PARIS—Her appearances never fail to cause a sensation, with photographers vying for her attention and her every step scrutinized for clues to her disposition. Striding down the red carpet at the presidential Elysée Palace on Inauguration Day last May, surrounded by her children and stepchildren, she reminded many of Jacqueline Kennedy Onassis. At the G-8 summit of the world's most industrialized nations in Germany last June, the former model, resplendent in an Azzedine Alaia-designed black lace dress, appeared to belong to a different world from that of her peers. France, which likes to consider itself the world's arbiter of glamour and style, has found a new icon in first lady Cécilia Sarkozy.
Variously described as inscrutable, elegant, distant, and rebellious, Madame Sarkozy, 49, has dominated news coverage and conversations across Europe since her husband was elected to the French presidency five months ago. While the outward image may be reminiscent of Jackie Kennedy, a more accurate comparison may be with Madame Bovary, Gustave Flaubert's profoundly unhappy and troubled fictional heroine.
For behind her evident charisma, Mrs. Sarkozy's at times seemingly erratic behavior has become a cause of concern for Nicolas Sarkozy's presidency. "He is afraid of her fits," says a political analyst who knows both and spoke on condition of anonymity. "She is capricious, unpredictable."
The fascination with Cécilia Sarkozy was accentuated this summer by her still somewhat mysterious role in securing the release of five Bulgarian nurses and a Palestinian doctor jailed for eight years by Col. Muammar Qadhafi on trumped-up charges that they purposely infected more than 400 Libyan children with HIV. Mrs. Sarkozy has refused to appear before a parliamentary committee seeking to investigate the conditions of the release, even though by her own account she spent some 50 hours negotiating directly with Qadhafi. Her only comment on the matter, in an interview with a French regional newspaper, was that she went to Libya "as a mother."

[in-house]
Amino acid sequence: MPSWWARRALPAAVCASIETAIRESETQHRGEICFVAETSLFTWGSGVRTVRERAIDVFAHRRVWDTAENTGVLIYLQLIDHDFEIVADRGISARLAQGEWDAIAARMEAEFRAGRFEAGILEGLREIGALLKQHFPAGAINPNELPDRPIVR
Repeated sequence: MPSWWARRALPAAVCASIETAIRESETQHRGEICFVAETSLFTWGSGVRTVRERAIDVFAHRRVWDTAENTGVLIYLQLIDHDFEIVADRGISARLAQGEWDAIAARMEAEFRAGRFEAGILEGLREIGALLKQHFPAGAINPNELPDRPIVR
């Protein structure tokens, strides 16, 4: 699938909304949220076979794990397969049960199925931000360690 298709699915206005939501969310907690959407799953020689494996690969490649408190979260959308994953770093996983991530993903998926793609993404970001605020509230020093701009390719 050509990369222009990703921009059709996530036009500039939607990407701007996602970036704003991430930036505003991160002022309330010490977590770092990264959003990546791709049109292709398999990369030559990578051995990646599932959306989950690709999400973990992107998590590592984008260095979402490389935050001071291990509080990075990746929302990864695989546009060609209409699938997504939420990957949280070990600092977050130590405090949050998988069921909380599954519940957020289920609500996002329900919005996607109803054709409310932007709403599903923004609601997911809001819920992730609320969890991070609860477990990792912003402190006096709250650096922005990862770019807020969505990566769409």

Enigma. The Libyan episode gave rise to demands that the first lady's role be clearly defined, and the Elysée Palace promised during the summer to delineate her responsibilities and the causes she will promote. But such an announcement has yet to be made. Last week, she did not join her husband on an official visit to Bulgaria in what was seen as an effort to avoid rekindling that controversy.
For the French public, she intrigues, perplexes, and infuriates, suddenly appearing only to vanish again. Rumors circulate as to her whereabouts and her relationship with the president. She failed to vote in the second round of the presidential election last May and remained out of sight on Election Day, showing up at the elegant victory dinner she had meticulously arranged only at the last moment and only after numerous phone calls from her husband and children. "You loved Jacqueline Kennedy; you are going to adore Cécilia Sarkozy," the president told his guests before she arrived.
Several weeks later, she abruptly left the G-8 summit in Heiligendamm to attend her daughter's 20th-birthday party in Paris, leaving her husband as the only head of state without a spouse at the formal summit dinner. Yet the most politically embarrassing episode to date was her last-minute decision to skip the picnic given for her and her husband by President and Mrs. Bush and Bush's parents at the family's Kennebunkport compound in August. Claiming to suffer from a severe sore throat, she telephoned Laura Bush the same morning to say she could not attend. The problem: French journalists saw her placidly window-shopping in the New Hampshire town of Wolfeboro, where the Sarkozys spent their summer vacation, both the evening before and the day after she was too ill for the picnic.
For years, the future first lady worked unstintingly next to her husband (it's a second marriage for both), acting as his press secretary when he was a young deputy and later when he served as budget minister. She occupied an office next to his when he was the interior minister and even considered running for office herself. But in 2005, the couple separated, Mrs. Sarkozy moved to New York in a very public affair with another man, and her husband had a relationship with a journalist from Le Figaro newspaper. She agreed to return but warned that the thought of being first lady "bores me stiff."